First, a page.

AC O(N) solution in Java using buckets with explanation


  • 261
    L

    As a followup question, it naturally also requires maintaining a window of size k. When t == 0, it reduces to the previous question so we just reuse the solution.

    Since there is now a constraint on the range of the values of the elements to be considered duplicates, it reminds us of doing a range check which is implemented in tree data structure and would take O(LogN) if a balanced tree structure is used, or doing a bucket check which is constant time. We shall just discuss the idea using bucket here.

    Bucketing means we map a range of values to the a bucket. For example, if the bucket size is 3, we consider 0, 1, 2 all map to the same bucket. However, if t == 3, (0, 3) is a considered duplicates but does not map to the same bucket. This is fine since we are checking the buckets immediately before and after as well. So, as a rule of thumb, just make sure the size of the bucket is reasonable such that elements having the same bucket is immediately considered duplicates or duplicates must lie within adjacent buckets. So this actually gives us a range of possible bucket size, i.e. t and t + 1. We just choose it to be t and a bucket mapping to be num / t.

    Another complication is that negative ints are allowed. A simple num / t just shrinks everything towards 0. Therefore, we can just reposition every element to start from Integer.MIN_VALUE.

     public class Solution {
        public boolean containsNearbyAlmostDuplicate(int[] nums, int k, int t) {
            if (k < 1 || t < 0) return false;
            Map<Long, Long> map = new HashMap<>();
            for (int i = 0; i < nums.length; i++) {
                long remappedNum = (long) nums[i] - Integer.MIN_VALUE;
                long bucket = remappedNum / ((long) t + 1);
                if (map.containsKey(bucket)
                        || (map.containsKey(bucket - 1) && remappedNum - map.get(bucket - 1) <= t)
                            || (map.containsKey(bucket + 1) && map.get(bucket + 1) - remappedNum <= t))
                                return true;
                if (map.entrySet().size() >= k) {
                    long lastBucket = ((long) nums[i - k] - Integer.MIN_VALUE) / ((long) t + 1);
                    map.remove(lastBucket);
                }
                map.put(bucket, remappedNum);
            }
            return false;
        }
    }
    

    Edits:

    Actually, we can use t + 1 as the bucket size to get rid of the case when t == 0. It simplifies the code. The above code is therefore the updated version.


  • 0
    W

    Hello,your corner case is so brilliant


  • 1
    P

    Is this bucket size must only be t or t + 1?
    if t+2, then one bucket may contain 2 numbers;
    if t-1, then bucket[i] and bucket[i+2] may contain a pair of number, whose distance is t


  • 0
    L

    You are absolutely correct. That was how I reasoned about the bucket size too. :D


  • 0
    W

    Very smart solution!!!


  • -20
    W

    the time complexity should still be O(NlogK)?
    the map put / erase operation is O(logK), totally O(N) times.
    right?


  • 0
    B

    time complexity of put / erase operation in hashmap can be considered as constant time.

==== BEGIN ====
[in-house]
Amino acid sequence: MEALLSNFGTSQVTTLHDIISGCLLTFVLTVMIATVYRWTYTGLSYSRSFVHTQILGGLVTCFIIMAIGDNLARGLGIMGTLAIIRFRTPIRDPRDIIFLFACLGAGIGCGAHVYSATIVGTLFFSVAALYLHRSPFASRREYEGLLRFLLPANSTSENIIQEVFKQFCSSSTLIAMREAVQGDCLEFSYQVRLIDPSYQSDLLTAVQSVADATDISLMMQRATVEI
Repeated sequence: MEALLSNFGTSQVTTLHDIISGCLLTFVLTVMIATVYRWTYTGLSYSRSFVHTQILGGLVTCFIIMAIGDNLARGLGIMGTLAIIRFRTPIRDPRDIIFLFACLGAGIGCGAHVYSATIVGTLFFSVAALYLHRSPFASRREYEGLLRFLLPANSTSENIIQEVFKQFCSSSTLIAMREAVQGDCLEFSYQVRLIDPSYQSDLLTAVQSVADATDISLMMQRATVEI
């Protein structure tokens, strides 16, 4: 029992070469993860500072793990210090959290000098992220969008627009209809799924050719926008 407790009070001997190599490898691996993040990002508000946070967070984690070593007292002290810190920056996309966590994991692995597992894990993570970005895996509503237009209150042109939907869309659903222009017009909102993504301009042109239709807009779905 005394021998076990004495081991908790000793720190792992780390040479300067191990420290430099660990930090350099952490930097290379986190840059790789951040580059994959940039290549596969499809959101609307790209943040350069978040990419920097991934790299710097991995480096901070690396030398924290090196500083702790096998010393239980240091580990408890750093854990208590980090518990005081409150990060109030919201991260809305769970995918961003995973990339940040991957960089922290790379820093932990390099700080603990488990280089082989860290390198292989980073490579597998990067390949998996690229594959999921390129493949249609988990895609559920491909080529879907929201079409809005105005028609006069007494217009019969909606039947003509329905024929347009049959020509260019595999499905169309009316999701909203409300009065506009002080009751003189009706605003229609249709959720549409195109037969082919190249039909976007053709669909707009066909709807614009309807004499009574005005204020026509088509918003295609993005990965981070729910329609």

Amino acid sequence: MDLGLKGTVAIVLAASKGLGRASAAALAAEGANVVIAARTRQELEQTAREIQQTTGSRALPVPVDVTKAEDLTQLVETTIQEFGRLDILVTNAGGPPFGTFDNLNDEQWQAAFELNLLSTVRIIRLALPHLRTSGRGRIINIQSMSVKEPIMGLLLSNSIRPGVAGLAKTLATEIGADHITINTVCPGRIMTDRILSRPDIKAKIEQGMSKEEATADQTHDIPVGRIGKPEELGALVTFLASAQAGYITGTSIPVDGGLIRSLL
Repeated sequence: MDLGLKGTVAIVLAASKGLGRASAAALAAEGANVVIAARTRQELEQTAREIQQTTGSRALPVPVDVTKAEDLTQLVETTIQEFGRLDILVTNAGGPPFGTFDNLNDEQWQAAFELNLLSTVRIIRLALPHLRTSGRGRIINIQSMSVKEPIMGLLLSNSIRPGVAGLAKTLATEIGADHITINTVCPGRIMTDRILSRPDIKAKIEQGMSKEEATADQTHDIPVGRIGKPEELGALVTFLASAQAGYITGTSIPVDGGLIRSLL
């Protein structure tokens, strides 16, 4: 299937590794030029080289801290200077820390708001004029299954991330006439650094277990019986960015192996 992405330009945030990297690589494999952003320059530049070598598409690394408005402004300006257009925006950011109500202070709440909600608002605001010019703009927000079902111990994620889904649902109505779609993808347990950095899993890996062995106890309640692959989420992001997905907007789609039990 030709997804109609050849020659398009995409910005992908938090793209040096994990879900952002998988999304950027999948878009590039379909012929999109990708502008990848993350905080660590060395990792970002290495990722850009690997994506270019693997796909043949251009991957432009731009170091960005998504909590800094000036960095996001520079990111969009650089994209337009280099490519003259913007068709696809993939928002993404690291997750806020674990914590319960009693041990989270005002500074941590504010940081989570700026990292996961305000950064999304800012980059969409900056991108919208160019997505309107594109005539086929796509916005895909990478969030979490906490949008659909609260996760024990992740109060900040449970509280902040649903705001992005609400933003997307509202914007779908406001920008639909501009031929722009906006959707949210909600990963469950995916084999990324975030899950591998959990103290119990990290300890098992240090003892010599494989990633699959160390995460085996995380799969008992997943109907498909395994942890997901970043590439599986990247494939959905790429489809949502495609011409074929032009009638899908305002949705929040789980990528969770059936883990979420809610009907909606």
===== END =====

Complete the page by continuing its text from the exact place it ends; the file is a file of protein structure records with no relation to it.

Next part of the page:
• 8
    S

    May I ask why it's necessary to reposition every element to start from Integer.MIN_VALUE?


  • 0

    It's a hashmap, where these operations should be O(1).


  • 1
    L

    I suppose it is not necessary if you use a different way to do the assignment of buckets. In this case, the elements are assigned to a bucket by a simple division of a bucket size. Hence, it will, for example, assign both -2 and +2 to bucket 0 if the bucket size is > 2. If we want that elements having the same bucket 0 are immediately considered duplicates, such assignment would be undesirable. Hence, a repositioning is used to cope with this. And starting from MIN_VALUE is just because of the constraints on the input range.


  • 0
    G
    This post is deleted!

  • 0
    A

    Feels like returning false whenever t < 0 isn't correct.
    Consider the test case: [-2, -1], 1, -1
    Should return true since -2 - (-1) = -1 which is <= t and difference in indices is <= k

    Am I missing something?


  • 3
    A

    This solution is excellent.
    I think we can replace
    if (map.entrySet().size() >= k)
    with
    if (i >= k) to make it more concise.


  • 0
    S

    Excellent Solution!


  • 0
    L

    Smart. This problem should add one more tag "Math".


  • 9
    W

    May I know how do you deal with duplicate keys? According to my understanding, hashMap will replace the previous value, for example, hashmap.put(1, 4), and hashmap.put(1, 6) when you call hashmap.get(1), it will return the most recently added value which is 6. So 4 is lost in this case. Will this cause problem when you say

    if (map.containsKey(bucket)
                        || (map.containsKey(bucket - 1) && remappedNum - map.get(bucket - 1) <= t)
                            || (map.containsKey(bucket + 1) && map.get(bucket + 1) - remappedNum <= t))
                                return true;
    

    Maybe I am wrong about it, but I just don't understand, can anybody explain this to me? Thank you so much :)


  • 1
    H

    In my understanding, -1 is not allowed, since we treat all difference as positive


  • 0
    F

    brilliant solution and nice description, thanks


  • 0
    C

    When there are duplicate keys, the function will return true immediately.


  • 1
    Y

    how could I say? brilliant!
    I have thought about bucket sort, but I stopped when I realized even in the same range could be put into different bucket. I did not know how to deal with that case.


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